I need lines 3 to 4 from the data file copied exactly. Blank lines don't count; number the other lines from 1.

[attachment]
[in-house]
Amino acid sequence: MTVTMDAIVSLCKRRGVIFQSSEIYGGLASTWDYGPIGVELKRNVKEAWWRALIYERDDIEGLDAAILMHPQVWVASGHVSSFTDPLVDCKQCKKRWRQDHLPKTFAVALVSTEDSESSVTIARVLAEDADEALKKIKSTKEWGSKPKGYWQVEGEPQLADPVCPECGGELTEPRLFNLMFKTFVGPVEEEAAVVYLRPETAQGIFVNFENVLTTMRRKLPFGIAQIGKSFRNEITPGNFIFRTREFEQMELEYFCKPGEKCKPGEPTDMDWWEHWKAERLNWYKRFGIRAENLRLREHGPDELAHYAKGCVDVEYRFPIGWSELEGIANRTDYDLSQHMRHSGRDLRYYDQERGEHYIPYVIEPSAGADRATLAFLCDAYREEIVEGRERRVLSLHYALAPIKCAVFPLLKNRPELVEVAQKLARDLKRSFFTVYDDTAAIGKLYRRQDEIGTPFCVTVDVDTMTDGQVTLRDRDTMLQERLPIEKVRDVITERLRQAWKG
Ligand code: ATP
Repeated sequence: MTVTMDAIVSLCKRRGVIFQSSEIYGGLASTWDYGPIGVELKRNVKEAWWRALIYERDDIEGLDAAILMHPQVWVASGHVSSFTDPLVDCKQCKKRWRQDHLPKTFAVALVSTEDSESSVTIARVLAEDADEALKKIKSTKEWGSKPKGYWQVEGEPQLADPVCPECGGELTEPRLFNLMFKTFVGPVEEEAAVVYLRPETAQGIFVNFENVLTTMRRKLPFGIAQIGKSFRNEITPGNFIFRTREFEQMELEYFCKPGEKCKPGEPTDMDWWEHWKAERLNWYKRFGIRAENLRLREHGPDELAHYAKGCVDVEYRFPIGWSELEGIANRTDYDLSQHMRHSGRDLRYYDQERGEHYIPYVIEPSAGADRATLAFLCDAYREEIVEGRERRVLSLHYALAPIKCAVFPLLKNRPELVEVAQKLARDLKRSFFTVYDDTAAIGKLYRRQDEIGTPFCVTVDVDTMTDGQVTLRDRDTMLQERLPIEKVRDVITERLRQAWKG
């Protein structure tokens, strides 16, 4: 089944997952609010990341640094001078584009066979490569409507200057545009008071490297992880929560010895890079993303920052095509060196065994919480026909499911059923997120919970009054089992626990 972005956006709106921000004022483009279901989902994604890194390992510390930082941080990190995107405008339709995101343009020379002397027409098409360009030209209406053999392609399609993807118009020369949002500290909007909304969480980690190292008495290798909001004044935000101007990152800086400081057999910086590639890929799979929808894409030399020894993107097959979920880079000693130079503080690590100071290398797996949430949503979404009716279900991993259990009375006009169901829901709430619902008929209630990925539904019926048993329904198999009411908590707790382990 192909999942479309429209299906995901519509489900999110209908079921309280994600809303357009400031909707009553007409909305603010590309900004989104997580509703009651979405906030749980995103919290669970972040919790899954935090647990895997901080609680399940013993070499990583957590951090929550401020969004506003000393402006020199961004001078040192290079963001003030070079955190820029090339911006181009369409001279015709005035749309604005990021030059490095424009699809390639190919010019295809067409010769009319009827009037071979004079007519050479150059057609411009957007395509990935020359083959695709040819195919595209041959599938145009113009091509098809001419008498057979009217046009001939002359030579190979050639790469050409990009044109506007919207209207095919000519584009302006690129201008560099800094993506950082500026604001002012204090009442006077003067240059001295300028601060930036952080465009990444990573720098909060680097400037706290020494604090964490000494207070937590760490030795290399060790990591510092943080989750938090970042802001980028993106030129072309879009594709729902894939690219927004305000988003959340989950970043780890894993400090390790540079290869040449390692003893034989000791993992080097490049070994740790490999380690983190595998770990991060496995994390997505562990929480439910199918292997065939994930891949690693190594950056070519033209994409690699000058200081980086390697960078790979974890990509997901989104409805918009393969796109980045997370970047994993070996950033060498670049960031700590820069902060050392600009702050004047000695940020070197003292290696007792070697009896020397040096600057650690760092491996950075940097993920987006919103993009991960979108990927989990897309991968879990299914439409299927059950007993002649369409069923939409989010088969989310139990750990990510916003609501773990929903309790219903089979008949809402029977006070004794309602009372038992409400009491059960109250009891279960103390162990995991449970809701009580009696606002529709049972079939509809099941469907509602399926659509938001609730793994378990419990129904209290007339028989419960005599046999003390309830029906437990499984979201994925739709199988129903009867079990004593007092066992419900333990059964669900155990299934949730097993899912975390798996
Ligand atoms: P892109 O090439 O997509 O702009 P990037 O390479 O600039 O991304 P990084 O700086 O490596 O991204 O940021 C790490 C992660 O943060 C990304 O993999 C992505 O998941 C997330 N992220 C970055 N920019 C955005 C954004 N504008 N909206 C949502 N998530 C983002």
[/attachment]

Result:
Ligand code: ATP
Repeated sequence: MTVTMDAIVSLCKRRGVIFQSSEIYGGLASTWDYGPIGVELKRNVKEAWWRALIYERDDIEGLDAAILMHPQVWVASGHVSSFTDPLVDCKQCKKRWRQDHLPKTFAVALVSTEDSESSVTIARVLAEDADEALKKIKSTKEWGSKPKGYWQVEGEPQLADPVCPECGGELTEPRLFNLMFKTFVGPVEEEAAVVYLRPETAQGIFVNFENVLTTMRRKLPFGIAQIGKSFRNEITPGNFIFRTREFEQMELEYFCKPGEKCKPGEPTDMDWWEHWKAERLNWYKRFGIRAENLRLREHGPDELAHYAKGCVDVEYRFPIGWSELEGIANRTDYDLSQHMRHSGRDLRYYDQERGEHYIPYVIEPSAGADRATLAFLCDAYREEIVEGRERRVLSLHYALAPIKCAVFPLLKNRPELVEVAQKLARDLKRSFFTVYDDTAAIGKLYRRQDEIGTPFCVTVDVDTMTDGQVTLRDRDTMLQERLPIEKVRDVITERLRQAWKG